Now it’s easy to do the following:

  • To have your UWP apps align with the display orientation you specify to get it work across the entire family of Windows 10 devices, including desktop, phone and Xbox, HoloLens, SurfaceHub and IoT.
  • To convert your existing desktop or Phone app to a UWP app that will work across multiple device families.

Here is the C++ sample code change required to make this happen, using accelerometer as an example:

[code language=”cpp”]void Scenario4_OrientationChanged::OnOrientationChanged(Windows::Graphics::Display::DisplayInformation ^sender, Platform::Object ^args)
if (nullptr != accelerometer)
accelerometer->ReadingTransform = sender->CurrentOrientation;

For more info, here is the complete sample on Github

Few key points to note:

Custom Sensors

Starting Windows 10, hardware manufacturers have the ability to add new sensor types that don’t have a first class representation , for example air quality sensor, temperature sensor, heart rate sensors etc. Custom sensors provide a generic API through which IHVs can expose any type of sensors and release them independent of Microsoft’s OS ship cycle.  Partners who used the Win32 sensors API for custom sensors can now develop Windows Store apps without modifying their hardware, and without the complexity of using low-level HID.

Key points to note:

  • Added a new namespace Windows.Devices.Sensors.Custom for Custom Sensors.
  • Defined the new CustomSensor, CustomSensorReadingChangeEventArgs and CustomSensorReading classes modeled very similar to the other sensor classes (Accelerometer, Gyroscope, Magnetometer…).
  • The CustomSensorReading class contains a list property of key/value pairs that contain the custom data sent from the sensor’s driver to UWP app (key is a string representing a PROPERTYKEY, values can be integers, Booleans, floats or double) .
  • The CustomSensor class reuses the same eventing mechanisms as the other native sensor classes.
  • The CustomSensor class also reuses the same common properties (DeviceId, ReportInterval) as for the other native sensor classes.

API Pattern is as shown below:

[code lang=”csharp”]// The following ID is defined by vendors and is unique to a custom sensor type. Each custom sensor driver should define one unique ID.
// The ID below is defined in the custom sensor driver sample available in the SDK. It identifies the custom sensor CO2 emulation sample driver.
Guid GUIDCustomSensorDeviceVendorDefinedTypeID = new Guid("4025a865-638c-43aa-a688-98580961eeae");

// A property key is defined by vendors for each datafield property a custom sensor driver exposes. Property keys are defined
// per custom sensor driver and is unique to each custom sensor type.
// The following example shows a property key representing the CO2 level as defined in the custom sensor CO2 emulation driver sample available in the WDK.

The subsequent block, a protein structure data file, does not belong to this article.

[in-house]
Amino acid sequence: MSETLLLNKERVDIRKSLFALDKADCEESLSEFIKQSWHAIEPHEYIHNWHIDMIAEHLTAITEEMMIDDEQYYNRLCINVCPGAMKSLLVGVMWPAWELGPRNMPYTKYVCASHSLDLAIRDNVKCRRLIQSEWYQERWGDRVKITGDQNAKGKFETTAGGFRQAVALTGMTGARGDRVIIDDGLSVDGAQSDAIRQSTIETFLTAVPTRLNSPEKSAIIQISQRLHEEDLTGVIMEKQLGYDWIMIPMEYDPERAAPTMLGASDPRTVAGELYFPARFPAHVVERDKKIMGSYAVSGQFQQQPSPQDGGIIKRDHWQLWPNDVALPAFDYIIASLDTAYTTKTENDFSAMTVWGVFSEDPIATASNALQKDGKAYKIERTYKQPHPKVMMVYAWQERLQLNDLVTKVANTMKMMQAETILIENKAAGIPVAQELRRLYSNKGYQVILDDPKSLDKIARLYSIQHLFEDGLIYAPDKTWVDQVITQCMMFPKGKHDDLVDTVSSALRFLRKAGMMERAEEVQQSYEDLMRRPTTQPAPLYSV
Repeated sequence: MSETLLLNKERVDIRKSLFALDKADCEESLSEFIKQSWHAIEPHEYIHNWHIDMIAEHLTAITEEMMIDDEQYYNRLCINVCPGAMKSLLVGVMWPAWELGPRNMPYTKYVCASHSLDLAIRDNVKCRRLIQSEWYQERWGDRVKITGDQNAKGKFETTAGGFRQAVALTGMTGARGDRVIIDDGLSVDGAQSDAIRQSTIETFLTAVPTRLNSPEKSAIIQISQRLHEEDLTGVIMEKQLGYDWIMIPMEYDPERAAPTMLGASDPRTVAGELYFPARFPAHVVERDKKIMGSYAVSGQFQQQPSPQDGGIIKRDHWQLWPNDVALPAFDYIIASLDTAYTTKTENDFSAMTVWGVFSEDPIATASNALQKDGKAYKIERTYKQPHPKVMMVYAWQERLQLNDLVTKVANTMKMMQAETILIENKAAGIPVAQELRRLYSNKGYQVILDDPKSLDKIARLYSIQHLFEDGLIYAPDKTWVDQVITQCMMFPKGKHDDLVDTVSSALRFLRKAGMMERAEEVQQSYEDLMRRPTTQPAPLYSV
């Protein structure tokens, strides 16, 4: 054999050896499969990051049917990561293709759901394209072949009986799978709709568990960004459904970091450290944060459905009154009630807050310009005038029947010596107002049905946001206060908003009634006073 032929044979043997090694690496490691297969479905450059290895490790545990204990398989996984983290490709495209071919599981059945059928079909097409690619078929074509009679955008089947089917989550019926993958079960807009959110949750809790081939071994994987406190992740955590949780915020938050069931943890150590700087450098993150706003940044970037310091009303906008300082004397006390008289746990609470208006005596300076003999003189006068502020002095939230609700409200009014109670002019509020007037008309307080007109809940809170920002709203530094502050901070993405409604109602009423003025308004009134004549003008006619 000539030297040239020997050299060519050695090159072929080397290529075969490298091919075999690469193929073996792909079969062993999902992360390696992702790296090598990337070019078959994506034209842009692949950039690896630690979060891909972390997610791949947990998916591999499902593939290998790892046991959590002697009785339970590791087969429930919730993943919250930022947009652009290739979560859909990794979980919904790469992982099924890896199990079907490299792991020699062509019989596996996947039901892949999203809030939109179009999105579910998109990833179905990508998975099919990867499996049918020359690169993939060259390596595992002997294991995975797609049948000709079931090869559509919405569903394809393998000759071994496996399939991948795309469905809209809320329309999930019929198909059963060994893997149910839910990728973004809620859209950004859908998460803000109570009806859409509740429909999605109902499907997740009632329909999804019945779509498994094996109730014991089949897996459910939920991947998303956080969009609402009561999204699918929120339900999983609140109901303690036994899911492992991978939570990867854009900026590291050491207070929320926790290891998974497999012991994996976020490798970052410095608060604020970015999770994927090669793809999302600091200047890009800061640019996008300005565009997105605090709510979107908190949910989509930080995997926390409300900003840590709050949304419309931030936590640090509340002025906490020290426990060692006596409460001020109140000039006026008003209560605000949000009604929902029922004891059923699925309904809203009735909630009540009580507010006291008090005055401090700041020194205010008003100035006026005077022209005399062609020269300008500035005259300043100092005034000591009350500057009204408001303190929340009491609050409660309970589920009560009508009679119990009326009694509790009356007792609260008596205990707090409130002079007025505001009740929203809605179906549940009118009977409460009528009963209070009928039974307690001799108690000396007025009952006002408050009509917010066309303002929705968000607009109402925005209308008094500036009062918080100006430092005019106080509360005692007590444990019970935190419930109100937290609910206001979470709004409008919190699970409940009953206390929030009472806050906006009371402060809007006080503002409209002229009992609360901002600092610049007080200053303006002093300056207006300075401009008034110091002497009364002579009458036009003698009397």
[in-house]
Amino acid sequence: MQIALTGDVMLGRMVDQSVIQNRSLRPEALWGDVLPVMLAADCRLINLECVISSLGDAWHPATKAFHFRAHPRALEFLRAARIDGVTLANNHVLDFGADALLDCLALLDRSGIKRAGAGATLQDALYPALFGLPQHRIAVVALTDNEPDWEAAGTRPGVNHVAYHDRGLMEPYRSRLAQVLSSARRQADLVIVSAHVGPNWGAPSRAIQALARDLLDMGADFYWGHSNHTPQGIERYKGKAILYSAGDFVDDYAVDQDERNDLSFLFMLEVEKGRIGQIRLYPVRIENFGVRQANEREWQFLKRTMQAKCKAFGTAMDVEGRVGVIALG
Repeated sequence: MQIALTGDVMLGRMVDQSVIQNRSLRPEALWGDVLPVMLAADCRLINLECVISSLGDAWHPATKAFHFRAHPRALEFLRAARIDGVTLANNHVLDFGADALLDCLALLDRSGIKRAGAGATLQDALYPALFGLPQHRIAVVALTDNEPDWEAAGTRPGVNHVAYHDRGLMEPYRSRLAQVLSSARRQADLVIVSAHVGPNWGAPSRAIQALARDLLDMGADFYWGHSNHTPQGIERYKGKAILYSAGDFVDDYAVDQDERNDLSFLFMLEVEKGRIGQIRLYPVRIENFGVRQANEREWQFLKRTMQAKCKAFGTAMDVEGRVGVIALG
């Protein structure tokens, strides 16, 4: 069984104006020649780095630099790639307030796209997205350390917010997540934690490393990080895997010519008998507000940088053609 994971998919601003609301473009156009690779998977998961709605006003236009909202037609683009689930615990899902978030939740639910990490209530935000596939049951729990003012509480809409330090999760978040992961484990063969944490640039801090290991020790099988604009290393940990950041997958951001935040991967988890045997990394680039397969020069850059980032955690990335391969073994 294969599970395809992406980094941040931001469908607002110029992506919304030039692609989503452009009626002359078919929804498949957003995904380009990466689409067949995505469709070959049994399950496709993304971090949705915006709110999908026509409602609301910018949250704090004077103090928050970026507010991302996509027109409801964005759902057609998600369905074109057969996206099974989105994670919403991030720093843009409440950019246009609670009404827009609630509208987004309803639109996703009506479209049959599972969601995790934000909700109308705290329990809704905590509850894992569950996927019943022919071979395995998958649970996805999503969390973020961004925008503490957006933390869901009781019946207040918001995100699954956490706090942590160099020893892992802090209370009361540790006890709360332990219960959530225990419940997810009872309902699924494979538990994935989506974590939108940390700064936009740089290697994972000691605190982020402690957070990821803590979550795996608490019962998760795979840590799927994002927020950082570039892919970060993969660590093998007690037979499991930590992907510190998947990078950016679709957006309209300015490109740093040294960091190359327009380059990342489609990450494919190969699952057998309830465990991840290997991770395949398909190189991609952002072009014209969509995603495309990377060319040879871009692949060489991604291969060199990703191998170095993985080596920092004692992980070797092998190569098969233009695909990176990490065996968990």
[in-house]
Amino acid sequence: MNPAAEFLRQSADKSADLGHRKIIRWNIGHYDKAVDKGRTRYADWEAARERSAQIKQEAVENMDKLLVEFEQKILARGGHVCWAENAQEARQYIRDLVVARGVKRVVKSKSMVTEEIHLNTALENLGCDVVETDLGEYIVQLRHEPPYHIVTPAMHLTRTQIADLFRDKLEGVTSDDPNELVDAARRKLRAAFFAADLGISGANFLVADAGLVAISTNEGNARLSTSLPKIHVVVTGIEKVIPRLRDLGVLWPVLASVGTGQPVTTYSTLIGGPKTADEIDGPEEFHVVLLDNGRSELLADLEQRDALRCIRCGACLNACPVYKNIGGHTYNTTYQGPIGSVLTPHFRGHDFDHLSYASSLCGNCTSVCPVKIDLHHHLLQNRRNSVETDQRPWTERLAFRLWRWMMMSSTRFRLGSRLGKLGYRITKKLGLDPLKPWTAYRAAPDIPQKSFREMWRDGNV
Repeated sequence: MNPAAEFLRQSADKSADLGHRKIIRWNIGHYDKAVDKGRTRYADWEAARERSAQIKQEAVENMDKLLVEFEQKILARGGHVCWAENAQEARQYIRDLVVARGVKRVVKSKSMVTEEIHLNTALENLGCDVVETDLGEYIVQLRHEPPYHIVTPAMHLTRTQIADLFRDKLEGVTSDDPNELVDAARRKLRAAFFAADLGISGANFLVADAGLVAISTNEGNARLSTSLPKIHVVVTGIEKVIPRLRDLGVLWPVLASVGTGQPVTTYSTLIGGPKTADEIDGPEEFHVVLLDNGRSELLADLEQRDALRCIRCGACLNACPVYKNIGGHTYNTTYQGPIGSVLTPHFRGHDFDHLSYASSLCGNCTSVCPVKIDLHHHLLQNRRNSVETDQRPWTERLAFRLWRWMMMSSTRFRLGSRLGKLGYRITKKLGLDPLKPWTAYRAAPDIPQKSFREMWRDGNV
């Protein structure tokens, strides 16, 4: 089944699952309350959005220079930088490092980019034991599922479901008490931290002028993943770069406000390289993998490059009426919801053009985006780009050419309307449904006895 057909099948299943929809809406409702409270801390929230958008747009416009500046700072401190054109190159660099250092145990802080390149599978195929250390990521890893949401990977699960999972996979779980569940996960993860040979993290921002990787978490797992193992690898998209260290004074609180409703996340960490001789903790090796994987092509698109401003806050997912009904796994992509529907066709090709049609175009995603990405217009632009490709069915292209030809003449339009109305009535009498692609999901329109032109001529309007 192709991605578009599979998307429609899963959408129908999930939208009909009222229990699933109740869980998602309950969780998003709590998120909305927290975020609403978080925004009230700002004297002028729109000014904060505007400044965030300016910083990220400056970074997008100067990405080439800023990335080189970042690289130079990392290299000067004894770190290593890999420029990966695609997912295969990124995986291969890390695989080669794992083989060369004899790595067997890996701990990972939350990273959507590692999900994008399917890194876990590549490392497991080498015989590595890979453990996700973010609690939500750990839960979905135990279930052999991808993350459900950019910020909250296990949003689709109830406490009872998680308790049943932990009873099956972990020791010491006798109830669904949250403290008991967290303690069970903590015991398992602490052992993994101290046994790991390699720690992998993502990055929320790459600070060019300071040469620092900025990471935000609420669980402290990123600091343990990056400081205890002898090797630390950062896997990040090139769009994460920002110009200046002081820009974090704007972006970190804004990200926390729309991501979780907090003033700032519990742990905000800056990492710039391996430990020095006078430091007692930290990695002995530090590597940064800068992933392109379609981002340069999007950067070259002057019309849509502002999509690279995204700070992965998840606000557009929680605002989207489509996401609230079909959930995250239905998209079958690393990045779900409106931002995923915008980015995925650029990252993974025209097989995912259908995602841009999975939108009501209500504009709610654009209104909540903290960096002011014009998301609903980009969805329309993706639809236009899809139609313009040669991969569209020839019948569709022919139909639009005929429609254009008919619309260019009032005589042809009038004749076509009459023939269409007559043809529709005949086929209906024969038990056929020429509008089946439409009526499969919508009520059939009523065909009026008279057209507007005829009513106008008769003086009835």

// In this example only one key is defined, but other drivers may define more than one key by rev’ing up the property key index.
const String CO2LevelKey = "{74879888-a3cc-45c6-9ea9-058838256433} 1";

// A pointer back to the main page. This is needed if you want to call methods in MainPage such as NotifyUser()

MainPage rootPage = MainPage.Current;

private CustomSensor customSensor;
private uint desiredReportInterval;
private DeviceWatcher watcher;

public Scenario1_DataEvents()
String customSensorSelector = "";


customSensorSelector = CustomSensor.GetDeviceSelector(GUIDCustomSensorDeviceVendorDefinedTypeID);
watcher = DeviceInformation.CreateWatcher(customSensorSelector);
watcher.Added += OnCustomSensorAdded;

/// Invoked when the device watcher finds a matching custom sensor device
/// </summary>
/// <param name="watcher">device watcher</param>
/// <param name="customSensorDevice">device information for the custom sensor that was found</param>
private async void OnCustomSensorAdded(DeviceWatcher watcher, DeviceInformation customSensorDevice)
customSensor = await CustomSensor.FromIdAsync(customSensorDevice.Id);
catch(Exception e)
await Dispatcher.RunAsync(CoreDispatcherPriority.Normal, () =>
rootPage.NotifyUser("The user may have denied access to the custom sensor. Error: " + e.Message, NotifyType.ErrorMessage);

More detailed API reference can be found here and UWP SDK samples can be found here

If you are interested in learning more about the new Windows 10 Sensor features, please check out the Build 2015 session on sensors. If you find bugs or issues, please leverage the Windows Feedback tool or MSDN forums.  If you would like us to add any new features, please submit them over at UserVoice or provide as comments below.